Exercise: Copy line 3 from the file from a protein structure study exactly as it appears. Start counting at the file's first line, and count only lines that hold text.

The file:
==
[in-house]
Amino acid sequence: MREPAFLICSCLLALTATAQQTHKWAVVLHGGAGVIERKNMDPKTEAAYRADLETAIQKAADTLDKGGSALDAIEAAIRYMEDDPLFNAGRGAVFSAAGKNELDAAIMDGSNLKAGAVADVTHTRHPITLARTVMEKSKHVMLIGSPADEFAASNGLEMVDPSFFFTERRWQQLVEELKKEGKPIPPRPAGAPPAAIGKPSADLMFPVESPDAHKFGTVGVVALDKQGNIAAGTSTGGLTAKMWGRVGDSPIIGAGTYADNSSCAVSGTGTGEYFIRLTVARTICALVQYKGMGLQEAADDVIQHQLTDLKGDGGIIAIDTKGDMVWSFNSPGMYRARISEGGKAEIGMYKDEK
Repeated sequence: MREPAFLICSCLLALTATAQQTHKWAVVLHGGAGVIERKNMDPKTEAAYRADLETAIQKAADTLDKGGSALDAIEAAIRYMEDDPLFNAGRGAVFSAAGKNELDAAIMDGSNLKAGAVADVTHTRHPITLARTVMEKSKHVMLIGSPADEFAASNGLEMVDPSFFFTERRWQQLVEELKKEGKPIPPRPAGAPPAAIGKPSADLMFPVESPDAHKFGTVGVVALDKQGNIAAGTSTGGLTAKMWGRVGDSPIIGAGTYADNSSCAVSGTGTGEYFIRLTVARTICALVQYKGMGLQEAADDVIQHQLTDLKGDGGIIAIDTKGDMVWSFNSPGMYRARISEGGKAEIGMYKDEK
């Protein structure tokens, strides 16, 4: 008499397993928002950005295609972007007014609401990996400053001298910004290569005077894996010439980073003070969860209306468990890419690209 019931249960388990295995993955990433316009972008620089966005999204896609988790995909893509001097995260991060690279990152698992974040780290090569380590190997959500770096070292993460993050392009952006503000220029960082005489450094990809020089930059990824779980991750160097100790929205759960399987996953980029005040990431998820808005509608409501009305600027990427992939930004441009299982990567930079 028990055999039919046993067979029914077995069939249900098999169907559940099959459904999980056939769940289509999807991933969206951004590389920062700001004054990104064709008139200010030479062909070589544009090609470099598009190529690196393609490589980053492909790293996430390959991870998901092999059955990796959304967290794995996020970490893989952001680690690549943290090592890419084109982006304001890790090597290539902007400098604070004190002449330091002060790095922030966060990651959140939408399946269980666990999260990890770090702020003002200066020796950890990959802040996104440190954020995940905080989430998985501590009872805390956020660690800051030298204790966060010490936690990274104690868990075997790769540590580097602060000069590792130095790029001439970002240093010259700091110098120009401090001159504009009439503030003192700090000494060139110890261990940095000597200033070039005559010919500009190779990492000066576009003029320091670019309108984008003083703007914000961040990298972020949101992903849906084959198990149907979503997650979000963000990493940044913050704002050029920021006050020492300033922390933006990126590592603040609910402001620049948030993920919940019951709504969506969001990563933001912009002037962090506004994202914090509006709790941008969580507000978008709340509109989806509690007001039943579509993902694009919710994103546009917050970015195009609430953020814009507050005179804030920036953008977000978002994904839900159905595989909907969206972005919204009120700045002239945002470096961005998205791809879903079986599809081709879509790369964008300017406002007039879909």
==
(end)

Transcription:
Repeated sequence: MREPAFLICSCLLALTATAQQTHKWAVVLHGGAGVIERKNMDPKTEAAYRADLETAIQKAADTLDKGGSALDAIEAAIRYMEDDPLFNAGRGAVFSAAGKNELDAAIMDGSNLKAGAVADVTHTRHPITLARTVMEKSKHVMLIGSPADEFAASNGLEMVDPSFFFTERRWQQLVEELKKEGKPIPPRPAGAPPAAIGKPSADLMFPVESPDAHKFGTVGVVALDKQGNIAAGTSTGGLTAKMWGRVGDSPIIGAGTYADNSSCAVSGTGTGEYFIRLTVARTICALVQYKGMGLQEAADDVIQHQLTDLKGDGGIIAIDTKGDMVWSFNSPGMYRARISEGGKAEIGMYKDEK